Inara George
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Inara George


Band Alternative Singer/Songwriter


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"Rise and Shine"

"All Rise" with its frank, quizzical singing and classy guitar and keyboard backdrops, strikes a balance between contemporaries like Aimee Mann and the confessionals patented by Georges onetime neighbor, Joni Mitchell. - Time Out NY

"Inara George keeps it smooth, simple"

Inara George
All Rise
Everloving Records
There's no doubt last names help in this business (as in any other), and Inara George's has been worth a foot in the door more than once. But let's not get snippy about rock nepotism; even the children of the famous or once-famous eventually must deliver the goods.
Miss George, daughter of the late Little Feat master Lowell George, has them — namely, an attention-grabbing voice and a writerly gift.
Truth be told, Miss George didn't have much time to soak up the direct influence of her father. He died when she was just 5.
Thus, her work with bands such as Lode and Merrick and her solo debut, "All Rise" — a collaboration with "Donnie Darko" soundtrack composer Michael Andrews — are blissfully free of the weight of familial influence.
"All Rise," an ambient, Nick Drake-like mood piece with gentle percussion and tasteful electronic touches, is built entirely around Miss George's voice: a breathy, free-floating mezzo-soprano that moves in unpredictable intervals and quaverings, much like Bjork's or Aimee Mann's.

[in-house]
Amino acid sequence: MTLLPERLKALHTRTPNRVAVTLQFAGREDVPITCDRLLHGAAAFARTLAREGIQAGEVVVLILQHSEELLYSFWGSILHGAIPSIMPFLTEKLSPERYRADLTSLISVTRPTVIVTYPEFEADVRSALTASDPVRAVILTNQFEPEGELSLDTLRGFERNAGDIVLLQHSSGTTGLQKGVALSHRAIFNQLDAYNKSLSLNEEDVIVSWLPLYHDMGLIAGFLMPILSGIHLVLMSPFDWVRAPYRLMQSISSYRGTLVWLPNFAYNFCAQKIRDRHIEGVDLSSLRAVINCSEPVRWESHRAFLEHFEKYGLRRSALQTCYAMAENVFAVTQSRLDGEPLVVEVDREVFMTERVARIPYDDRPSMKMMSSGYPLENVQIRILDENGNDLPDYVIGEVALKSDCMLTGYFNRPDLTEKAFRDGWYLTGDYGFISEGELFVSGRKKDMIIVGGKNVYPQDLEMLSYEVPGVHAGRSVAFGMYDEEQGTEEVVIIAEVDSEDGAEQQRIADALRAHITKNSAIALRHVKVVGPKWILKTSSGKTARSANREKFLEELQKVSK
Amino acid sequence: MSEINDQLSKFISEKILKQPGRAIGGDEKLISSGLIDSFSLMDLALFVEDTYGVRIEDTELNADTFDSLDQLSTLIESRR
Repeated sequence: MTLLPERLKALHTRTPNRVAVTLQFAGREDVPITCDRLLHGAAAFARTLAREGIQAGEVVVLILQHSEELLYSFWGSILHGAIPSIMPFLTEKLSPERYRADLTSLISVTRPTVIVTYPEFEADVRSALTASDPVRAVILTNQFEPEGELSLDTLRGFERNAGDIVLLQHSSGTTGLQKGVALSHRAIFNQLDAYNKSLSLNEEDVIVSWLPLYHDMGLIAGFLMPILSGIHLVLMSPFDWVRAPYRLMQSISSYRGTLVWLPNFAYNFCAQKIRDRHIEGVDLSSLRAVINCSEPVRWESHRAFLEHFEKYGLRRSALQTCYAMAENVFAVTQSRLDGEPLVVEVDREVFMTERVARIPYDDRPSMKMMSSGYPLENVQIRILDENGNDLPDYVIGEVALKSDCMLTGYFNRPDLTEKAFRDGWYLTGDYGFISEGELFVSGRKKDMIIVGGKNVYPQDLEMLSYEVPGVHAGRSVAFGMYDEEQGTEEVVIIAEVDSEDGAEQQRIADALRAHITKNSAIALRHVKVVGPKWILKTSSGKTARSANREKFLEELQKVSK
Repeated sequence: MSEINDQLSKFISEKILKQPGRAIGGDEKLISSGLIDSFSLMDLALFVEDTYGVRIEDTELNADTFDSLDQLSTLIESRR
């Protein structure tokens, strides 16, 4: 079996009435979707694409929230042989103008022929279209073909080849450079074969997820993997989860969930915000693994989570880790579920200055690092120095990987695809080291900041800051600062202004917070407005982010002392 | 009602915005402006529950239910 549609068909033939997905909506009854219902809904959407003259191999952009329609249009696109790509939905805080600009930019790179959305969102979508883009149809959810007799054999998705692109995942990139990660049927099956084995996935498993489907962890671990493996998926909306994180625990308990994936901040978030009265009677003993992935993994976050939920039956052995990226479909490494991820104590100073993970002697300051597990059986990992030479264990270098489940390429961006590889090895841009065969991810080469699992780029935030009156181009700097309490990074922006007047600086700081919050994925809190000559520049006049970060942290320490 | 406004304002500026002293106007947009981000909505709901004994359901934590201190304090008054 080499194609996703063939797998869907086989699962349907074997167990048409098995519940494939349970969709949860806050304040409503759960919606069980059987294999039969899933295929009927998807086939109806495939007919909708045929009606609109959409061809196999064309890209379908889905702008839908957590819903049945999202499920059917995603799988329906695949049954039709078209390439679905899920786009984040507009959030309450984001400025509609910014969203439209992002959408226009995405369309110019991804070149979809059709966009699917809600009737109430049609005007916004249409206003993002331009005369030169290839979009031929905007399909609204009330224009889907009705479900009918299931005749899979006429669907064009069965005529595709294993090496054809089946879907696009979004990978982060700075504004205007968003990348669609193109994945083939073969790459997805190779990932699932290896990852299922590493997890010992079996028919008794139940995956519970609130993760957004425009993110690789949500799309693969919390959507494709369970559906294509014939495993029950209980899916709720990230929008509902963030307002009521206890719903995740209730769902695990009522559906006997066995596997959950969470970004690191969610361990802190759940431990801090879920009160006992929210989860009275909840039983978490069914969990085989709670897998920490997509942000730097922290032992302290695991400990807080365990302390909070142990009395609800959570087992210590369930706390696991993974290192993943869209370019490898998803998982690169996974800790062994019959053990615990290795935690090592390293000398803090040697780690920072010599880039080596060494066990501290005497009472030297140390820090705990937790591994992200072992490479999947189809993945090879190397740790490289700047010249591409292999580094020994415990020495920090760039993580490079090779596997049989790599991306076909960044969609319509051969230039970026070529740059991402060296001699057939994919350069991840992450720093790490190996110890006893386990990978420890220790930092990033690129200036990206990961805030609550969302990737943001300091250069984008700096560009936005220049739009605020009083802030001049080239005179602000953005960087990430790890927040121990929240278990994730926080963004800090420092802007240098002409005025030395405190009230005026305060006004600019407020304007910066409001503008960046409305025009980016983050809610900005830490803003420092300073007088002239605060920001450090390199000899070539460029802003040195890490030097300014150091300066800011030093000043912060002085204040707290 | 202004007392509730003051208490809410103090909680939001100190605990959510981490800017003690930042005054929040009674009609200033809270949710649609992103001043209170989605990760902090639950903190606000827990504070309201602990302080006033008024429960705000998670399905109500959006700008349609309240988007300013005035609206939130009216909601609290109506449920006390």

Her melodies are angular, playful and unhurried; her lyrics are bony and economical. Here's her sum-up of an illicit affair, as told in the opener "Mistress": "It fights and it lies and it sighs and it sighs and it sighs." Just right, and not a word wasted, especially not those extra "sighs."
Her advice to what sounds like a piece of eye candy with little to recommend upstairs: "If I was you, I wouldn't talk; I'd just keep dancing" ("No Poem"). As they say in rap battles, "Snap!"
The ocular sense as metaphor for unconditional love: "Your eyes, they're good to me/They can see what my mother sees" ("Good to Me"). Perfect.
Mr. Andrews, double-tasking as producer, plays a host of guitars, mostly acoustic and mournful, but sneaks in a smudge of grit on the peppy, McCartneyesque rockers "Genius" and "Turn On/Off." (The reference for both seems to be "Getting Better" off "Sgt. Pepper.")
Keyboardist Greg Kurstin (Beck, Ben Harper) adds a swirl of Fender Rhodes piano, vibes and spooky synthesizers .
"All Rise's" strength — uniformity — is also its weakness. It tends to sound the same even after repeated listens. Singular moments of note are hard to disentangle from the whole.
The album, however, clearly is meant for a long drive rather than an in-and-out stop at the Quickie Mart. Its rewards are tucked away for the patient, as on "Fools in Love," a seemingly downcast waltz about the pathetic irrationality of the heartstrings.
In the end comes Miss George's twist: "I should know, because this fool's in love."
Again, perfect.
- Washington Times


A sun-kissed solo debut wrapped in a cocooon of inviting acoustic guitars and shimmering synths. - Entertainment Weekly


All Rise - 2005 featuring "Fool's Work" "Genius" etc have extensive play on KCRW and MPR's The Current.



Every once in a while, a record comes along that marks the arrival of an authentic new voice, singing songs with which we can immediately identify. These are the records we wait for, the records that borough their way into our heads. All Rise, the transcendently beautiful debut solo album from Inara George, is one of those records.